A Driver is decisive and action-oriented, often taking the lead in situations. They prioritise results and efficiency, making quick decisions to propel projects forward. Their assertive nature and focus on goals make them natural leaders in fast-paced environments.
– Strengths: You are decisive and action-oriented. When something needs to get done, you’re often the first to step up. Your assertiveness and confidence mean that you don’t shy away from challenges. You’re a natural leader, guiding teams towards their goals with a clear vision and direction. You are happy to tell people what to do.
– Decision Making: You are quick to make decisions. Instead of deliberating for extended periods, you assess the situation, weigh the pros and cons, and then take action. This decisiveness can be a boon in situations where timely decisions are essential. People look to you when they need someone to make a call without hesitation.
– Approaching Tasks: Efficiency is your middle name. You have a knack for identifying the most direct route to achieve a goal. You prioritize tasks based on their importance and urgency, ensuring that critical items are addressed first. Deadlines and targets matter to you, and you drive yourself and your team to meet them.
– Confrontation in Social Settings: You’re straightforward and don’t beat around the bush. If there’s an issue, you address it head-on, preferring to resolve conflicts swiftly rather than letting them linger. While your directness might catch some off guard, many appreciate the clarity you bring to confrontational situations.
Your driver nature ensures that things move forward, projects progress, and goals are met. Your ability to take charge and drive results is a valuable trait in fast-paced environments.
Your challenge is to rein in your Inner Autocrat; this is your default mode when you are challenged. You just tell people what to so (if you are in a position to do so!).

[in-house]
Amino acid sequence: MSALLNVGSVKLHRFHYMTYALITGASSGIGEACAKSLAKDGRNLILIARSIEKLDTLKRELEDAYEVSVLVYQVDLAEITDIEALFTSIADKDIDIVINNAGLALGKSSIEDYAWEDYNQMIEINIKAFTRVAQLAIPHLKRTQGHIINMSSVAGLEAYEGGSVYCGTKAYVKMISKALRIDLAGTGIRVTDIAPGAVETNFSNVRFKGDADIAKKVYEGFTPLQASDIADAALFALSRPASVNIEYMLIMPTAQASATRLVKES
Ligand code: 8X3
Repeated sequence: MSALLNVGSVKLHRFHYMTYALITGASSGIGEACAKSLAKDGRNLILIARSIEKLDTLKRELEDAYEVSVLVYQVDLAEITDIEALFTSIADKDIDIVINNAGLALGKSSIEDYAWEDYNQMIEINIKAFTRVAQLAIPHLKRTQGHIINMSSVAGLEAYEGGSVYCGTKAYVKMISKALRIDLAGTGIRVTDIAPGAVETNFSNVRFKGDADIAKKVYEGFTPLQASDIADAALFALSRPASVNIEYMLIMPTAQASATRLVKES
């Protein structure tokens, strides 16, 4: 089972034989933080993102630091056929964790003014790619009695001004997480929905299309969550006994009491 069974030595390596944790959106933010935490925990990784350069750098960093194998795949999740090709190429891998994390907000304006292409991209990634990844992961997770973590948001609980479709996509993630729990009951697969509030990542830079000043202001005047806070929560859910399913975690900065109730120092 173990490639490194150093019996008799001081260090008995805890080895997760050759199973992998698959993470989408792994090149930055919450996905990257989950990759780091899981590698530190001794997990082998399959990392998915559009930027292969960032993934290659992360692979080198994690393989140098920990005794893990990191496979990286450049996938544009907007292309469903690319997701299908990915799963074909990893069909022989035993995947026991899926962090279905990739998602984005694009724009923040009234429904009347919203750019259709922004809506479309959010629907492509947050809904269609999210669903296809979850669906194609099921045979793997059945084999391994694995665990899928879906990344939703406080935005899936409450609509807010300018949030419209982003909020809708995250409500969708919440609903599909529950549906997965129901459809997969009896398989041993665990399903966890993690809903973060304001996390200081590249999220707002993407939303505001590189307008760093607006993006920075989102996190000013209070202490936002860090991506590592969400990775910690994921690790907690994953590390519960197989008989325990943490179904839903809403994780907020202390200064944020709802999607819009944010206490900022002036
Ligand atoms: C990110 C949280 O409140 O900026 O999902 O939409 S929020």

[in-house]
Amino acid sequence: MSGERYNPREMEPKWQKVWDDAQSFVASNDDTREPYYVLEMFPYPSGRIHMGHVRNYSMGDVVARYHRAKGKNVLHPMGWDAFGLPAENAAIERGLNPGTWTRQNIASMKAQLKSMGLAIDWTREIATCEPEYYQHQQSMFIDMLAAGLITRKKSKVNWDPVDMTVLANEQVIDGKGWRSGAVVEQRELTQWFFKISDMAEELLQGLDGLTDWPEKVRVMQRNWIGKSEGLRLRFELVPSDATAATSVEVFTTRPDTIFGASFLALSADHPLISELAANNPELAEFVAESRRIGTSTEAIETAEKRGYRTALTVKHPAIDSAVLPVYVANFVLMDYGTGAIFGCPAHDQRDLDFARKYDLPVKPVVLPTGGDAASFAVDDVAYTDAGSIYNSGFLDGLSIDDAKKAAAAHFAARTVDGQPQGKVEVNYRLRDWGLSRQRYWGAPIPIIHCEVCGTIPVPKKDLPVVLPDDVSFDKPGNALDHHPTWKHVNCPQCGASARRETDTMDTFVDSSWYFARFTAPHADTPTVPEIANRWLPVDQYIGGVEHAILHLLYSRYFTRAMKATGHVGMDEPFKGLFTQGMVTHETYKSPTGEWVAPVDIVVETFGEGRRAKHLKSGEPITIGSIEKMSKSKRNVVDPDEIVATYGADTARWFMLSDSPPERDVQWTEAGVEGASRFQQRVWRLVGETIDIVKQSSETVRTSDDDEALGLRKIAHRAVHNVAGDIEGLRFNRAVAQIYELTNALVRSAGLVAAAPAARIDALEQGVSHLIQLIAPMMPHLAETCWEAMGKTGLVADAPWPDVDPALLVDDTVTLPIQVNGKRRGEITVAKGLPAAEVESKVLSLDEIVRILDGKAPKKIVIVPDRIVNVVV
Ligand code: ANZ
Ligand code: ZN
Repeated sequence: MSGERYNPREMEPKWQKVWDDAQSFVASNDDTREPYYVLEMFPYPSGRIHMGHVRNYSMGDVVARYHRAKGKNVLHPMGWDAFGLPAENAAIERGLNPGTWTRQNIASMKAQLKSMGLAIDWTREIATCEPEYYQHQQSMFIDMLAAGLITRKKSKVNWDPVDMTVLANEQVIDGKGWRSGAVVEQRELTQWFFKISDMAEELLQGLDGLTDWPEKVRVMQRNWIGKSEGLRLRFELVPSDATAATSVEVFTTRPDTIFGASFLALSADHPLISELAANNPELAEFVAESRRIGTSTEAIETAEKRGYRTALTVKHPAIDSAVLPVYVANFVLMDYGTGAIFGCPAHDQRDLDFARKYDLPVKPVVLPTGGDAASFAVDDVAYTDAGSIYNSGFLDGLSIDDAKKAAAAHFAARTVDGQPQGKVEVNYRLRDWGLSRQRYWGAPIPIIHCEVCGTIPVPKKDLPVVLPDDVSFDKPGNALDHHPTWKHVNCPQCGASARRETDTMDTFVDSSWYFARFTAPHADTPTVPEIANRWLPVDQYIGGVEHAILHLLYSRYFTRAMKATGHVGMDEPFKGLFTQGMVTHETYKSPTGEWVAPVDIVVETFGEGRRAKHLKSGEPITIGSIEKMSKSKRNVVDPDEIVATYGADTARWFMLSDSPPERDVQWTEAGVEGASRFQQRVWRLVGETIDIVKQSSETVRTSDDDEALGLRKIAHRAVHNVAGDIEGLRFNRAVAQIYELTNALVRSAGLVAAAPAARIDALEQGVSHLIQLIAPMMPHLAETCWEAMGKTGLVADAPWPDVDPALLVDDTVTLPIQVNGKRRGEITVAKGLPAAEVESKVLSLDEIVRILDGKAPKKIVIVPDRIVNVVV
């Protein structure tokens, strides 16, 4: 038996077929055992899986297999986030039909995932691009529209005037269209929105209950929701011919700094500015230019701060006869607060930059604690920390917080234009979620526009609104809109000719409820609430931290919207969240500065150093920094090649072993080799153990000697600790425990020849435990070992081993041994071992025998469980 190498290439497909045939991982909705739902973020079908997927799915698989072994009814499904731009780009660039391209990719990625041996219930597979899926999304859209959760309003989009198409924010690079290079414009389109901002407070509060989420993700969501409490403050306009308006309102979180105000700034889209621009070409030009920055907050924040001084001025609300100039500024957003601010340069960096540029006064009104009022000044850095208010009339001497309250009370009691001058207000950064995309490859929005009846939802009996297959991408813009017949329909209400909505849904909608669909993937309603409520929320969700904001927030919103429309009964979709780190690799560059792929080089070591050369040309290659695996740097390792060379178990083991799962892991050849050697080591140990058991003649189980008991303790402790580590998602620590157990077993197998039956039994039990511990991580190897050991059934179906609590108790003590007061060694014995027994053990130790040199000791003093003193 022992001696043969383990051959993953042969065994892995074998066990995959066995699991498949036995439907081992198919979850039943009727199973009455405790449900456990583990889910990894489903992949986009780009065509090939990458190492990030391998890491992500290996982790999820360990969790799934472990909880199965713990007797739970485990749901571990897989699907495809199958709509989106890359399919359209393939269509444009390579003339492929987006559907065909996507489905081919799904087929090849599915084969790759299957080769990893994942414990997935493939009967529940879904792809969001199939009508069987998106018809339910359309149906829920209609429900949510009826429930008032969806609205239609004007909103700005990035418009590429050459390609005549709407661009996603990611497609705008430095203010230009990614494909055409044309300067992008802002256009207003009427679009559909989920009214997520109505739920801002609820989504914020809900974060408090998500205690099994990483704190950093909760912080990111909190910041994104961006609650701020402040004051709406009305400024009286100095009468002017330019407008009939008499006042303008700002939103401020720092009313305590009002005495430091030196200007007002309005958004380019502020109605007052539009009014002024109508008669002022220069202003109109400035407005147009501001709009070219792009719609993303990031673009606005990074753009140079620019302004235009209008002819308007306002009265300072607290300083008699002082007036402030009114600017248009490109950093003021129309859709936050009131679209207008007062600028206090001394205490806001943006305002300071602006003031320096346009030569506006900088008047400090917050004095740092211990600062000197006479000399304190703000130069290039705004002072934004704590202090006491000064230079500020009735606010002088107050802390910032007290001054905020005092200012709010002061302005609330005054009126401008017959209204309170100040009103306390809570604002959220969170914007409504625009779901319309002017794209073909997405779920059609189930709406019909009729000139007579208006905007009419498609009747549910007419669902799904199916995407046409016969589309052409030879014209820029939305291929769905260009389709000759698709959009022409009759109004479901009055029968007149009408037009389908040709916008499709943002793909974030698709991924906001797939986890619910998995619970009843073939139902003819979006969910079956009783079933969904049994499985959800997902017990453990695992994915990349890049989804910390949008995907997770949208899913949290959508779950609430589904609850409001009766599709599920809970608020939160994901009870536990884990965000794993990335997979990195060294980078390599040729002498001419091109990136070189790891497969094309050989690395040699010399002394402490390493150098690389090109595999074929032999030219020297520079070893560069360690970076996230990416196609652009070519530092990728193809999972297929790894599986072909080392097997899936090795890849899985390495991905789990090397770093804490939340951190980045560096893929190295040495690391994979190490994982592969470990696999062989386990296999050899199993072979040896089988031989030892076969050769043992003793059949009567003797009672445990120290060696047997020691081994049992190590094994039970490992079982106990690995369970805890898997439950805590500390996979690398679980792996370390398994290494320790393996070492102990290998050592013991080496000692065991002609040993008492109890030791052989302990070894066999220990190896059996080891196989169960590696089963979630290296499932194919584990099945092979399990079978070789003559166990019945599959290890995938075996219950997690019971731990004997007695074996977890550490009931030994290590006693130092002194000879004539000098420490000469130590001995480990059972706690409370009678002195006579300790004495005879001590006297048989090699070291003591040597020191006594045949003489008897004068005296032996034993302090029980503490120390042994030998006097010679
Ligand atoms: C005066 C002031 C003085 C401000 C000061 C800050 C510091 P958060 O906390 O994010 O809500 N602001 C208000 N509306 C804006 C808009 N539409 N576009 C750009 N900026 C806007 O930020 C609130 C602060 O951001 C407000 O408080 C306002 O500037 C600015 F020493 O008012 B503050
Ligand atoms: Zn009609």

The other styles are:
Analytical: These individuals are more task-oriented and less assertive. They value accuracy, and they tend to be systematic and detail-oriented.
Amiable: These people are more people-oriented and less assertive. They value relationships and harmony and tend to be supportive and cooperative.
Expressive: More people-oriented and assertive. Expressives are enthusiastic, outgoing, and often seek recognition.
By understanding these styles, you can communicate more effectively and build stronger relationships with others.
Your ‘opposite’ is an Amiable. Their consideration of people’s feelings and tendency to procrastinate rather than make a swift decision (right or wrong) can be irritating. You can learn from them, in your team, about the need to take more time considering how people will respond emotionally to what you decide and do.
You ‘get’ Expressives more easily because their communication style, while more wordy than you might choose, is direct and to the point. You appreciate Analytics because they are more guided by facts and logic and leave feelings out of the mix.